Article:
Regular coffee has long been blamed for causing many ailments, but in nearly every instance it has been declared not guilty. Caffeine actually has potential health benefits. For example, a review published in 2010 in the journal Nutrition found that drinking moderate amounts of caffeine boosts energy levels, increases the number of calories you burn throughout the day, lowers fatigue, enhances both physical and mental performance and alertness, increases concentration and problem-solving abilities, improves neuromuscular coordination, quickens reaction time, and boosts overall brain function. Besides boosting alertness, caffeine also has an analgesic effect, which is why it is added to some pain relievers. Several studies also suggest it helps prevent Parkinson’s disease. In addition, a review of 18 studies, published in the Archives of Internal Medicine, suggested that high intakes of regular and decaf coffee, along with tea, may reduce the risks of Type 2 diabetes. And there’s evidence suggesting it may help against gallstones and dental cavities.
Still, one should always bear in mind that the health benefits of caffeine can only be enjoyed when it’s taken in moderate amounts. Drinking too much caffeine can cause an elevated heart rate, anxiety, depression, increased urination, nausea, restlessness, and difficulty sleeping at night. A review published in 2009 in Polski Merkcuriusz Lekarski reports that in high doses, caffeine can increase the risk for miscarriage and slow fetal development in pregnant women. Furthermore, caffeine can be addictive and suddenly cutting it out of your diet can cause withdrawal symptoms including headaches, irritability, nausea and drowsiness.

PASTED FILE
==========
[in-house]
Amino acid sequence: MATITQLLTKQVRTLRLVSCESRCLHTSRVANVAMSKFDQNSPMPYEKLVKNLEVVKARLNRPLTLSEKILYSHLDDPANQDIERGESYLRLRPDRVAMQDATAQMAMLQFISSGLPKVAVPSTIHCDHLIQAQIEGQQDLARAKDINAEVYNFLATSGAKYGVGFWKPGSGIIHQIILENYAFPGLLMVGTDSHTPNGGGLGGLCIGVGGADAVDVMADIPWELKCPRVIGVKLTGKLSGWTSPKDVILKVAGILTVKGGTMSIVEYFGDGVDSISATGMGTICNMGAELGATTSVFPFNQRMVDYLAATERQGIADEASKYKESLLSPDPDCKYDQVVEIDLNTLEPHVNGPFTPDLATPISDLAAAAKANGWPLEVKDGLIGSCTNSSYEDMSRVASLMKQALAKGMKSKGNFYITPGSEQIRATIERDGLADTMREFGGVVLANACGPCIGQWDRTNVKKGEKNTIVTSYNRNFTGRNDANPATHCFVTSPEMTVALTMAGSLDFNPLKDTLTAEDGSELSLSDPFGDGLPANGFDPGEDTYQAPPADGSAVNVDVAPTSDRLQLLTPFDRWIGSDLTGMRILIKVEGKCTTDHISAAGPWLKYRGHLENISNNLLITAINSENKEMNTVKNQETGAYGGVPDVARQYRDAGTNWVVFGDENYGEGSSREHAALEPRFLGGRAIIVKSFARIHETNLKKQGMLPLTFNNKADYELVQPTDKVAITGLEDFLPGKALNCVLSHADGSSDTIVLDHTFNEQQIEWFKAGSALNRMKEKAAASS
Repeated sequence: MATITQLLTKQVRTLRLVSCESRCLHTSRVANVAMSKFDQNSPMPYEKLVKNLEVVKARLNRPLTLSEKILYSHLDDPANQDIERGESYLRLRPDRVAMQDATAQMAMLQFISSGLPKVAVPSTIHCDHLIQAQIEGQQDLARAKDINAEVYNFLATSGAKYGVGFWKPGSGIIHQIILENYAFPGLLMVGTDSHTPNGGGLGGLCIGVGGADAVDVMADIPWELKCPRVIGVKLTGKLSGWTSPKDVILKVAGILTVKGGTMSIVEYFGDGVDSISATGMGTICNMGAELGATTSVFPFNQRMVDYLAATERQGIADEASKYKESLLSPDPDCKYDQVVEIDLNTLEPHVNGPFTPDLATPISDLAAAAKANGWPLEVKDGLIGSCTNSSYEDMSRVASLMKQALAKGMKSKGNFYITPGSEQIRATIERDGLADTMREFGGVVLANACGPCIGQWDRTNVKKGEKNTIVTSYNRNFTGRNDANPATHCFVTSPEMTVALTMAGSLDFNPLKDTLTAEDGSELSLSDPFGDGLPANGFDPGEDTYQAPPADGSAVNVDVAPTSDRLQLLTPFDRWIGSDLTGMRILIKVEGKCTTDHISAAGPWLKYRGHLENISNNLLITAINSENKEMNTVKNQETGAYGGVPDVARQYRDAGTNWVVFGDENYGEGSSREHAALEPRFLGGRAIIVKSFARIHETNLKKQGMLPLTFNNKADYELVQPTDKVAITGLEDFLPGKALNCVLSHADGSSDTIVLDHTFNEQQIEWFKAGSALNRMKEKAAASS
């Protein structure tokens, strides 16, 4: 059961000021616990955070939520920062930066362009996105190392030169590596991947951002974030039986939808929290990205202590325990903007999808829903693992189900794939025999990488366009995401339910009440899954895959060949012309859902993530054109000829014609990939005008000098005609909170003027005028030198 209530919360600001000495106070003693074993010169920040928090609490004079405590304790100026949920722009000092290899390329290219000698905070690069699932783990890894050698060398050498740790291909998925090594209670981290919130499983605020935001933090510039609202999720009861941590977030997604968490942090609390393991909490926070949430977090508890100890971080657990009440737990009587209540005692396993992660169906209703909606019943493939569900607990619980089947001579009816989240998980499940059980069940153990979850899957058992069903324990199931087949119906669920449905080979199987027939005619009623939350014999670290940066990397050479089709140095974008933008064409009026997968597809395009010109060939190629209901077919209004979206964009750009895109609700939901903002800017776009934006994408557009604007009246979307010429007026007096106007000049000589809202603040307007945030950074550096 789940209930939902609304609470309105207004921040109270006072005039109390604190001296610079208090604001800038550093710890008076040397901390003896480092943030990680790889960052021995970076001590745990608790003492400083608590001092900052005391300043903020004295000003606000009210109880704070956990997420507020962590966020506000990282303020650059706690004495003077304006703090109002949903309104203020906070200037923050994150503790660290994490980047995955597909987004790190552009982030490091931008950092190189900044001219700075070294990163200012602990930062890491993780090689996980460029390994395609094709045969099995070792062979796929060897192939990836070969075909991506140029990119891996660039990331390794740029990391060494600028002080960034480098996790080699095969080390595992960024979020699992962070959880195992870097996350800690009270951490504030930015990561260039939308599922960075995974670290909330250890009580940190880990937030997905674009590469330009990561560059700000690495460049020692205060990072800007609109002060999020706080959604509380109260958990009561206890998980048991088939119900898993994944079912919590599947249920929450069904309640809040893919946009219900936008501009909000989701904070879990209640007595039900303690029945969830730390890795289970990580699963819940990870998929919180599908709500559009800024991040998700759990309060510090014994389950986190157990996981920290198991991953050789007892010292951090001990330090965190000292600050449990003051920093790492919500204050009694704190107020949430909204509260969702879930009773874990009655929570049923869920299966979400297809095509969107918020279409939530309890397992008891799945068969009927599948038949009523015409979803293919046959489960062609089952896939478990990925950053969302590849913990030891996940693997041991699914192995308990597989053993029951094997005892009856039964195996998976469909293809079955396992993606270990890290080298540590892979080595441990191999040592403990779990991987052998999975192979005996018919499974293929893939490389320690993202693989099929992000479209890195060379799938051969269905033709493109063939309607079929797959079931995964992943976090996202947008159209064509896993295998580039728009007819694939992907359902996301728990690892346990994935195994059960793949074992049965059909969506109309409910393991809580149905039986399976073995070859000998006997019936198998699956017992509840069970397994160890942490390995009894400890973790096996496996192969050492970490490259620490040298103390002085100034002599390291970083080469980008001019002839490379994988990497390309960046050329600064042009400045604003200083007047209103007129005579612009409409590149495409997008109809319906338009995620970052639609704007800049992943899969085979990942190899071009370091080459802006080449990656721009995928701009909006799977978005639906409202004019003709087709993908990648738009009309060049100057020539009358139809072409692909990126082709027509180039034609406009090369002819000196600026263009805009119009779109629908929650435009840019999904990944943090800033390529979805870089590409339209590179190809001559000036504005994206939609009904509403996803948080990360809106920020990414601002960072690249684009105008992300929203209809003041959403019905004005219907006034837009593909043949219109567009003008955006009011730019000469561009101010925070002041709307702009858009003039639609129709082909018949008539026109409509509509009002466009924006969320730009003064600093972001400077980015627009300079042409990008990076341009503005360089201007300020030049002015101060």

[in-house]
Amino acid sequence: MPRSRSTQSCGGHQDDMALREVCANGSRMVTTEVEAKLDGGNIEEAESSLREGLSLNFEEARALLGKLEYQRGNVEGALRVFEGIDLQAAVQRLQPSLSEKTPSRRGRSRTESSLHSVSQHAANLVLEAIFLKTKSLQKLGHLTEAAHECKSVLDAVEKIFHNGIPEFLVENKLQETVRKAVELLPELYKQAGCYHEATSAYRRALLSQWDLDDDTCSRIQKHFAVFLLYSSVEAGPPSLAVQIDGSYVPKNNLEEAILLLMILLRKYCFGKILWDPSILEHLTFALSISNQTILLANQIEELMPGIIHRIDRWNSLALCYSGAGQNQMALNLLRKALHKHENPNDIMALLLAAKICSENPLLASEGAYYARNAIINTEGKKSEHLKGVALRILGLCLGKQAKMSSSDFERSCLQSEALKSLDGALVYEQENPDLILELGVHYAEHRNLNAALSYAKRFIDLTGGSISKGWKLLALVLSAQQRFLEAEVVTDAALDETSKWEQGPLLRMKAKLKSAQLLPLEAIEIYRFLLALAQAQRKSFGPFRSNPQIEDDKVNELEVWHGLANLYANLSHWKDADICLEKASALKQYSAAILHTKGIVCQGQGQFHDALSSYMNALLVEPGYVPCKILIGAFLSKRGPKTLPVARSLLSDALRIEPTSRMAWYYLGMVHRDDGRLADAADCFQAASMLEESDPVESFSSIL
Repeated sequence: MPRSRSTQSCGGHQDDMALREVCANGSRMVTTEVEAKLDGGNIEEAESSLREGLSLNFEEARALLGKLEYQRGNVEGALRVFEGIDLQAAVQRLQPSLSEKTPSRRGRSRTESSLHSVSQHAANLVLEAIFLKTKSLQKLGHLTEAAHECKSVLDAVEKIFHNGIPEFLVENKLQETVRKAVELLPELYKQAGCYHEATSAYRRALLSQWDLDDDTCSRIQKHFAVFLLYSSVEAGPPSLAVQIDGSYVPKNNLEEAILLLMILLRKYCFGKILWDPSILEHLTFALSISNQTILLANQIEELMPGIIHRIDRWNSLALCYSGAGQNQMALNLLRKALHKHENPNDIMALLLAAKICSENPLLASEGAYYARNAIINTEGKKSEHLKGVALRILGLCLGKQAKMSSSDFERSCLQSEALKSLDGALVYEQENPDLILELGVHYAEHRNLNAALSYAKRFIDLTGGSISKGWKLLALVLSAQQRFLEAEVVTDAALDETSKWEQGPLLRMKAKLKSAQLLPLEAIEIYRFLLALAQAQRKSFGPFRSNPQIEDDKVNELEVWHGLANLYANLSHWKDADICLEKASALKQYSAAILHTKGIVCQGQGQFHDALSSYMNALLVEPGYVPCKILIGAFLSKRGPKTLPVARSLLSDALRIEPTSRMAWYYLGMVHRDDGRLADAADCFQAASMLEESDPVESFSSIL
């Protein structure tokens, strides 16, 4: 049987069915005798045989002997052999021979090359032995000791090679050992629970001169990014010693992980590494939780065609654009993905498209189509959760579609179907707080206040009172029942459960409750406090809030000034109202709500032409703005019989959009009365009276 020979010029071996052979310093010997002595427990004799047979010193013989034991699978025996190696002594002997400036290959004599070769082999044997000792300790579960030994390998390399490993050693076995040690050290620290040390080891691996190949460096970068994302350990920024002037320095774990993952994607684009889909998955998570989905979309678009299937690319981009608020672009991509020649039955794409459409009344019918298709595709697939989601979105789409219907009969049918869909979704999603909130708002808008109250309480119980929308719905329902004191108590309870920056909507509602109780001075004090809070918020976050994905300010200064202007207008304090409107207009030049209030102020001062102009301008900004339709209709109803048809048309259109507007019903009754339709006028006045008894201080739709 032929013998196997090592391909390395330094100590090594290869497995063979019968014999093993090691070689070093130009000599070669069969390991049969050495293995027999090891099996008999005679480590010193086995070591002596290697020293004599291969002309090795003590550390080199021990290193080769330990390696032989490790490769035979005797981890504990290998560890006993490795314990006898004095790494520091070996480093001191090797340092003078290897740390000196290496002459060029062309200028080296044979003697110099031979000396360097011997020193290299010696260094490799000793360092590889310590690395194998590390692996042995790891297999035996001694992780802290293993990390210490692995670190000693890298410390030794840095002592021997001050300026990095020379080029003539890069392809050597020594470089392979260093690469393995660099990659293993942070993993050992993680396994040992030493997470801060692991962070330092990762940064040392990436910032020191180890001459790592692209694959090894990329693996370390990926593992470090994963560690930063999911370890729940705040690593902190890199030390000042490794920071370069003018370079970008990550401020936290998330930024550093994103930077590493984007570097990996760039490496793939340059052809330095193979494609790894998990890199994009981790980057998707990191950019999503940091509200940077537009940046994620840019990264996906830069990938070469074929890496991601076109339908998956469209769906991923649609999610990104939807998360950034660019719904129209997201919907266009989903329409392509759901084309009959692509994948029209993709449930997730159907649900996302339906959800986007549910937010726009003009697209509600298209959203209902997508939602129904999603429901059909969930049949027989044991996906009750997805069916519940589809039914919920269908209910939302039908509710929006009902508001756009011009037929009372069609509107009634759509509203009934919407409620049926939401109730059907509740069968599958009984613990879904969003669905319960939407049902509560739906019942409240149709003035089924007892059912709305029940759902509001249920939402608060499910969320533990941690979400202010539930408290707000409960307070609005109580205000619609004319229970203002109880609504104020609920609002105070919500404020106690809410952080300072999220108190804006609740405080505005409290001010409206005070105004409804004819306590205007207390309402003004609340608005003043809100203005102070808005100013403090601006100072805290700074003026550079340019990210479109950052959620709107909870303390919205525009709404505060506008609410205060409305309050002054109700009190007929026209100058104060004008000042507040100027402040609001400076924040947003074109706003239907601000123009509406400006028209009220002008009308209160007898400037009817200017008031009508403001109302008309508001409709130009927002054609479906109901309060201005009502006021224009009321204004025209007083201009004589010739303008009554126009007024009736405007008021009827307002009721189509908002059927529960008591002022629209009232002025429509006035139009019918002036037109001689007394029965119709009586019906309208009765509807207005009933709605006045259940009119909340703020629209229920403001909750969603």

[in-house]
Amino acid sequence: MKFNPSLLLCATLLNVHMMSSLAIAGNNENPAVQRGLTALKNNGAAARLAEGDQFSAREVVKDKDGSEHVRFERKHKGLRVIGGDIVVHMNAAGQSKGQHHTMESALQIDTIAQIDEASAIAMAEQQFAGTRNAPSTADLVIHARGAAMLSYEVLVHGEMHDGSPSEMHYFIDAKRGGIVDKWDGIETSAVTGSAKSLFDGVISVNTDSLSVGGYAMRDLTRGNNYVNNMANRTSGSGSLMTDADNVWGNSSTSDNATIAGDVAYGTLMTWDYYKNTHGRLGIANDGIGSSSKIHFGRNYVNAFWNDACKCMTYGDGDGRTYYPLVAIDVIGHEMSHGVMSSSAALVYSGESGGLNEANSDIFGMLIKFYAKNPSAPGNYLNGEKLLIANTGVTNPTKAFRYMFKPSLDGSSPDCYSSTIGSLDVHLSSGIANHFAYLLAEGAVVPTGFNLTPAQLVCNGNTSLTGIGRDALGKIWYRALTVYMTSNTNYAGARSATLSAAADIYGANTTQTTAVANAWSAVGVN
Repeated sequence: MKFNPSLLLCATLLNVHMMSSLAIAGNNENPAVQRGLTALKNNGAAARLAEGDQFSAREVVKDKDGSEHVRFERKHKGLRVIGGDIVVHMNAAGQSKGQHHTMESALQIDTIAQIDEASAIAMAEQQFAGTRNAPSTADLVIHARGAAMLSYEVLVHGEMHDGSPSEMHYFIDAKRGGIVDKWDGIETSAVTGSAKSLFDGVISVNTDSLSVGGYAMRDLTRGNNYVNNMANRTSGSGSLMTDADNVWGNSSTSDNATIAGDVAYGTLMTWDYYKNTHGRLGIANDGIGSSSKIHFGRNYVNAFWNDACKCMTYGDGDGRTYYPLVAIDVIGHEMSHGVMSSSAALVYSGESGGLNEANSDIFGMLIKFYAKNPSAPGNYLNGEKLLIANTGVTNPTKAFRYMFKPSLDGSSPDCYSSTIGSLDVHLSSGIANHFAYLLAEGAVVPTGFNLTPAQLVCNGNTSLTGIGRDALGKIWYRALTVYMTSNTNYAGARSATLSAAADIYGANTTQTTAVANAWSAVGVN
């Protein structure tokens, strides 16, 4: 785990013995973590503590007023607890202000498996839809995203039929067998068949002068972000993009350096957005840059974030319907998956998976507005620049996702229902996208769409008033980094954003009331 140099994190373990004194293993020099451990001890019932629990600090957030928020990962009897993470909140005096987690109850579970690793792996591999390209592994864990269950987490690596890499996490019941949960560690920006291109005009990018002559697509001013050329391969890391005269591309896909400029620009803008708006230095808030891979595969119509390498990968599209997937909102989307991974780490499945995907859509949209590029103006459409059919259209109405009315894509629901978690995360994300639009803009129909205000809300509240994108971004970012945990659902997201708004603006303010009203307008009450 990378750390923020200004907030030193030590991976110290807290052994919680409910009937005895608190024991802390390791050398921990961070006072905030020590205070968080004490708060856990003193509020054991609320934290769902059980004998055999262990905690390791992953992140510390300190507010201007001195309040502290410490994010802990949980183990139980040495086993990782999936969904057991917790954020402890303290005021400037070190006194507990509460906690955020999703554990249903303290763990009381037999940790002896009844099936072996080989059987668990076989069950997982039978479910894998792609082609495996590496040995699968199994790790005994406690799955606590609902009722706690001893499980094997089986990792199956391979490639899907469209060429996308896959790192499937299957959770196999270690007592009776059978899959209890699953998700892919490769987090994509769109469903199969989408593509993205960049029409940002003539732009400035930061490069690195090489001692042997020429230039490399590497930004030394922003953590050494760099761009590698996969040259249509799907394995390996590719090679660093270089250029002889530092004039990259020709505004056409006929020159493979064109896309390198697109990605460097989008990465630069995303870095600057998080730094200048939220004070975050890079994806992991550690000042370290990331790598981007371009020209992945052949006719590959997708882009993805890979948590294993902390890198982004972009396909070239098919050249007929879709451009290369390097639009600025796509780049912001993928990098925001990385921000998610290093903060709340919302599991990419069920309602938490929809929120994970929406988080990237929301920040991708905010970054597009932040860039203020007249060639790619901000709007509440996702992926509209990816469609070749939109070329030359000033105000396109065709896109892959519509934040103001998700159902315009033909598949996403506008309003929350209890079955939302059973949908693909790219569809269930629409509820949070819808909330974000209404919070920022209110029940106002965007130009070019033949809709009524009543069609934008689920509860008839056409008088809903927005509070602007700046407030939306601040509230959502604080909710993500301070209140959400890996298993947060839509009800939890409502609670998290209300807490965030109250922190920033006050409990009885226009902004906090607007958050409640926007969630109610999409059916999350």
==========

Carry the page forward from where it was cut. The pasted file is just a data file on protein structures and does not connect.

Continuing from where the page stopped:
So how much caffeine is good for the health?
Drinking caffeinated drinks in moderation, about 300 milligrams of caffeine or 3 cups of caffeinated coffee daily, is safe for most adults, according to the University of Illinois. One cup of coffee provides about 100 milligrams of caffeine whereas tea usually contains 14 and 60 milligrams of caffeine per cup. If you’re pregnant or breastfeeding, talk with your doctor about what amount of caffeine (if any) is safe for you and your baby. The American Pregnancy Association reports that the less caffeine your drink while pregnant the better, and some experts recommend limiting caffeine intake to just 150 milligrams per day while pregnant.